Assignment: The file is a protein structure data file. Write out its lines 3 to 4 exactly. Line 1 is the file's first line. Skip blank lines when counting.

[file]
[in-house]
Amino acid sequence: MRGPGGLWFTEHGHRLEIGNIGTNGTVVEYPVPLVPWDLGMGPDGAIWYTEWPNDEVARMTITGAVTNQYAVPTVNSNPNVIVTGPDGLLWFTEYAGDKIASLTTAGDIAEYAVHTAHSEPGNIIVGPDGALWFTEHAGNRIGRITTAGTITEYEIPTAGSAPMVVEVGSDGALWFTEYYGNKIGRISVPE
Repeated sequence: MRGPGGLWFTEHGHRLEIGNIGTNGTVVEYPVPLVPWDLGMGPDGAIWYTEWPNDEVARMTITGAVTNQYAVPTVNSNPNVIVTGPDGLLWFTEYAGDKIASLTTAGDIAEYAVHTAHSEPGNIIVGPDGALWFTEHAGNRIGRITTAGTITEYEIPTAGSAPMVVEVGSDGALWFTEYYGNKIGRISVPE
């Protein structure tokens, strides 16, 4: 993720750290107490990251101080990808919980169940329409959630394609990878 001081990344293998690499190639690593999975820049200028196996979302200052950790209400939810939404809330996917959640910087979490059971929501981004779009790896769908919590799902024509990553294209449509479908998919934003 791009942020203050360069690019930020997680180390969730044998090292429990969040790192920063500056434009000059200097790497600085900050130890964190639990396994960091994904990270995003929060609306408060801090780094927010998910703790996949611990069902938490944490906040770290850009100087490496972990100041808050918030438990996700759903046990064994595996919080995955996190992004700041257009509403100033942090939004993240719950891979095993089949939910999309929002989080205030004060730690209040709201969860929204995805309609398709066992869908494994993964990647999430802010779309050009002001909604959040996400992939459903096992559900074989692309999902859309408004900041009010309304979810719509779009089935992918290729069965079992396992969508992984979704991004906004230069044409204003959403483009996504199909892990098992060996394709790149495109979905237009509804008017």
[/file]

Repeated sequence: MRGPGGLWFTEHGHRLEIGNIGTNGTVVEYPVPLVPWDLGMGPDGAIWYTEWPNDEVARMTITGAVTNQYAVPTVNSNPNVIVTGPDGLLWFTEYAGDKIASLTTAGDIAEYAVHTAHSEPGNIIVGPDGALWFTEHAGNRIGRITTAGTITEYEIPTAGSAPMVVEVGSDGALWFTEYYGNKIGRISVPE
């Protein structure tokens, strides 16, 4: 993720750290107490990251101080990808919980169940329409959630394609990878 001081990344293998690499190639690593999975820049200028196996979302200052950790209400939810939404809330996917959640910087979490059971929501981004779009790896769908919590799902024509990553294209449509479908998919934003 791009942020203050360069690019930020997680180390969730044998090292429990969040790192920063500056434009000059200097790497600085900050130890964190639990396994960091994904990270995003929060609306408060801090780094927010998910703790996949611990069902938490944490906040770290850009100087490496972990100041808050918030438990996700759903046990064994595996919080995955996190992004700041257009509403100033942090939004993240719950891979095993089949939910999309929002989080205030004060730690209040709201969860929204995805309609398709066992869908494994993964990647999430802010779309050009002001909604959040996400992939459903096992559900074989692309999902859309408004900041009010309304979810719509779009089935992918290729069965079992396992969508992984979704991004906004230069044409204003959403483009996504199909892990098992060996394709790149495109979905237009509804008017």